Last week, Priori Legal’s monthly Meetup, which was co-hosted by Nomad Financial and Founder Shield, focused on the topic: What To Do If You’re Hacked & Other Data Privacy Best Practices for Startups. Priori data privacy lawyer, Maia Spilman, and startup expert, Peter Crysdale, discussed best practices and common missteps around data privacy and security for startups.
In case you missed it, here is a summary of the top ten takeaways from the event so your company can implement proactive measures to protect your customers’ data and your reputation.
10 Key Takeaways on Data Privacy
1. What is a breach?
Many businesses operate under the mistaken assumption that a breach only occurs when you get hacked.. In reality, a breach occurs whenever an unauthorized individual receives access to information. While this includes hackers infiltrating your systems, it also happens when a device is misplaced, stolen or lost, you or your employees accidentally leak data and any other time information is passed to someone without access.
2. Are big corporations the only targets for being hacked?
No, security breaches of startup companies are becoming increasingly commonplace. Notably, two technology startups reported breaches by hackers: Twitch and Slack. This is one potential downside of early traction: hackers looking to monetize the data you’ve collected.
It’s important for startups to adopt best practices to protect and prevent breaches before they occur.
3. Is there a law in the United States that governs data privacy?
In the United States, there is no singular privacy law, but rather a patchwork of federal and state laws. Two types of information are regulated: health information and financial information. The Health Insurance Portability and Accountability Act creates a duty for health services providers to protect health information, and likewise the Gramm-Leach-Bliley Act creates a duty for banks to financial information.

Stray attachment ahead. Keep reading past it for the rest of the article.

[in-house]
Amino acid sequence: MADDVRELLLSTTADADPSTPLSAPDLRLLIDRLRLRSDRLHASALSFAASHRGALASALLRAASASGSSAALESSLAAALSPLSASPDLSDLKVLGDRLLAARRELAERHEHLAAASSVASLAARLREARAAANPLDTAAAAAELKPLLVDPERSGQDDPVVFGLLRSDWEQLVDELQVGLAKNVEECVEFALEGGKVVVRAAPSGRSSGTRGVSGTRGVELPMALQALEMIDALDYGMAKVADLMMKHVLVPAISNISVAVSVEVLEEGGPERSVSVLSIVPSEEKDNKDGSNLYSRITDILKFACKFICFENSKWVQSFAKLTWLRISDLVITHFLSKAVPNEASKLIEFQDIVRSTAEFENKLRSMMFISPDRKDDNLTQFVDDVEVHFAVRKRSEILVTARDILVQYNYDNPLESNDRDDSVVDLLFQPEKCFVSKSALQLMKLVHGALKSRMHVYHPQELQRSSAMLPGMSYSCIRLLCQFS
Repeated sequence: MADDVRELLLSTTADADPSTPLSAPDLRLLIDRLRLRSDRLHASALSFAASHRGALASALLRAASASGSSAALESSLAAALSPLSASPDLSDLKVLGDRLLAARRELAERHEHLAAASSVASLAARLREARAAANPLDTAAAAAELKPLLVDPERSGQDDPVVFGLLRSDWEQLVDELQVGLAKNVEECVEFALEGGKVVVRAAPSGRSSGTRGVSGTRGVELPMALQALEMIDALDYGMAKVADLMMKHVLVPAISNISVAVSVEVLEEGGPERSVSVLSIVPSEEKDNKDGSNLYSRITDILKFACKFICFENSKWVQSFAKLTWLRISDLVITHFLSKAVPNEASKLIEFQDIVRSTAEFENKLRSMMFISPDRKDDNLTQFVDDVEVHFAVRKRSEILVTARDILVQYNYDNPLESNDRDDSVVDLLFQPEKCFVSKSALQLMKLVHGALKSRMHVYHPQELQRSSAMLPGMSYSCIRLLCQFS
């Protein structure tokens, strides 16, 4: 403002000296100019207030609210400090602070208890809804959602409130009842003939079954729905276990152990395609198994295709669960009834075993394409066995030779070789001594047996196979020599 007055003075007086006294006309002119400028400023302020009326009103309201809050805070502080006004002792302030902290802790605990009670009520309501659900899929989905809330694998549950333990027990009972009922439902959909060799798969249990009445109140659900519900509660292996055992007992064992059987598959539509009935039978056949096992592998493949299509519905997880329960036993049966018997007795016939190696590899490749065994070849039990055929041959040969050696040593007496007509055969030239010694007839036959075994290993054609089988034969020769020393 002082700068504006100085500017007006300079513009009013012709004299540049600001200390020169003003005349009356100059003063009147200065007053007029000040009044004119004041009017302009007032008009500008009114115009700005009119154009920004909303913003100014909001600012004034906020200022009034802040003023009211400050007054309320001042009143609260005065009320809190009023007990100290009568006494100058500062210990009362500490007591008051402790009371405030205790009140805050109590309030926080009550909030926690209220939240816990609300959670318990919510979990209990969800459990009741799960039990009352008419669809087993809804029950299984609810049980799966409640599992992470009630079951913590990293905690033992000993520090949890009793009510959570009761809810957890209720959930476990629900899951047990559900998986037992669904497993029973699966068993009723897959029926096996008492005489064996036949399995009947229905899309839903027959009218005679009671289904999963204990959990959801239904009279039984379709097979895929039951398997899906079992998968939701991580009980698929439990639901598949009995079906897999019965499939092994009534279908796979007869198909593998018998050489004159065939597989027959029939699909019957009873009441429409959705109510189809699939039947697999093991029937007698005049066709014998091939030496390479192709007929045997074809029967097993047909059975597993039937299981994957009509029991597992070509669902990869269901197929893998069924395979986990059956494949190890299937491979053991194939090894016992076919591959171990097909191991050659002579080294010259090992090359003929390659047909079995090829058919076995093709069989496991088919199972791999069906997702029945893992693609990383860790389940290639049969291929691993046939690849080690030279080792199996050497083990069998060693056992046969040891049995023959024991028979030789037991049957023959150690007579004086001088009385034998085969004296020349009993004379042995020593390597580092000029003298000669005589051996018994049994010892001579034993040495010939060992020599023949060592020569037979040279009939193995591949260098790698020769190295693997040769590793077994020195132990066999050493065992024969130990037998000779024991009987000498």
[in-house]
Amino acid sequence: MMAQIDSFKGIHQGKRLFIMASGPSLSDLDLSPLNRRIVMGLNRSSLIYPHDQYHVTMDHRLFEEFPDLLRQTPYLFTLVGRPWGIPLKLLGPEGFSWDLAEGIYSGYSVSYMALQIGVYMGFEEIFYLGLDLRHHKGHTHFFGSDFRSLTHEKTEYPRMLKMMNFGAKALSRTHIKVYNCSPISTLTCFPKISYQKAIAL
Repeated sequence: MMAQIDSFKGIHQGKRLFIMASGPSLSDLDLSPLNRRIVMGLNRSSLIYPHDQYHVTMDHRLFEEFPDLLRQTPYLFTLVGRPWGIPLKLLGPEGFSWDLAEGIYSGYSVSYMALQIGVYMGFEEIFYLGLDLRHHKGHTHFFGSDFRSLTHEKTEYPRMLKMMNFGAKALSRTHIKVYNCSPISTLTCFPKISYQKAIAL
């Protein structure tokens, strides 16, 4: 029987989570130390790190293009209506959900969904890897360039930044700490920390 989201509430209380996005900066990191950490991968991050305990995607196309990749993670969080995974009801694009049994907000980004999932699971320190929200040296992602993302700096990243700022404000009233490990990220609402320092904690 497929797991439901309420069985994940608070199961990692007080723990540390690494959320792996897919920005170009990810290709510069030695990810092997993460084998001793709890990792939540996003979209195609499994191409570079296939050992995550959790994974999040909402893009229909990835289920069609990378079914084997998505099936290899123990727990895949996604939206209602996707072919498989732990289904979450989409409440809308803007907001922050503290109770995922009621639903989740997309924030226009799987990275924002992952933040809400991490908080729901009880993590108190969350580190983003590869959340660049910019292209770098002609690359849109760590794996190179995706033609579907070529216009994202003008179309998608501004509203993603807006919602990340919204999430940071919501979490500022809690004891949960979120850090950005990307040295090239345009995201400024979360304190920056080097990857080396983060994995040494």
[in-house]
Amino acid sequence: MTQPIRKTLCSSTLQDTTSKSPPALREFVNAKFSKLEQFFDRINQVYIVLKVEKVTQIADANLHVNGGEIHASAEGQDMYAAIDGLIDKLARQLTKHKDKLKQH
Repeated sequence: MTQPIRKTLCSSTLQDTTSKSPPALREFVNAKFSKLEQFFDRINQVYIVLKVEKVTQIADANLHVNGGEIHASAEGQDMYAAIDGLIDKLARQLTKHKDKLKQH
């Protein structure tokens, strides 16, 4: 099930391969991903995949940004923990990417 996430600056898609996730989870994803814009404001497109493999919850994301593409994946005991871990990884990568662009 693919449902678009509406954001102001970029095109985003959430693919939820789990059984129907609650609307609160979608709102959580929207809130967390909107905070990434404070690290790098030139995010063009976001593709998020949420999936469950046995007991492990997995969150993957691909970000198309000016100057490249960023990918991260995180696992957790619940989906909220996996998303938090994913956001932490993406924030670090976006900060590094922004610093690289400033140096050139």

But, health and financial information are not the only two types of information that can create liability in the event of a breach. The Federal Trade Commission enforces companies to maintain best practices to protect consumers from fraud, identity theft, deception and unfair business practices. In addition to these federal regulations, states have also enacted varying laws governing privacy issues. As a result, it’s important to consult a lawyer to help you navigate the fragmented state and federal regulations that may apply to your company.
4. What if my business collects data from individuals in other countries?
Unlike the United States which views big data as a commodity, in the European Union, private information is a human right that belongs to the individual. As a result, European Union law recognizes the “right to be forgotten,” which means that an individual may request a company delete the personal information that they have collected.
In the United States, only California recognizes this right and only for individuals who turn 18 to eliminate the information from previous years. If your business entails having users from other countries, you’ll likely want to speak with a lawyer about including a disclaimer that these users affirmly agree to have their information processed and secured under the laws of your jurisdiction.
5. Are there any steps or best practices your company can take to protect it from a breach?
8. How do you know if you are breached?
If you aren’t a savvy technology company, it may be difficult to know when you are breached. In fact, on average it takes a company over 200 days to know if there has been a breach. To alleviate the time lapse, you should establish practices for employees to immediately report any lost or misplaced devices or documents.
9. What should you do if you are breached?
If you are breached and haven’t established best practices or bought cybersecurity insurance, it may be too late to avoid serious liability. Nonetheless, it is important to consult a lawyer to ensure you don’t make a bad matter worse by failing properly notify the proper individuals, governmental authorities and in some cases even media outlets. The notification rules regarding a privacy breach vary dramatically by state—47 states have different rules on when, who, what and how you must notify.
10. Can a director be held liable for a data breach?
It is possible for the director, owner or manager of a business to be held personally liable for data breaches depending on their behavior. For example, if there was intentional malfeasance or fraud with regard to the collection and storing of information, a complicit individual can be held personally liable. Although this may often not be the case, a large data breach can harm not only a company’s reputation but also those in charge. Both Target’s CEO and COO were fired after they were hacked.
Read more on data privacy best practices: Protecting Private Data: 5 Best Practices For Your Company
Be on the lookout for next month’s Meetup event on our Facebook!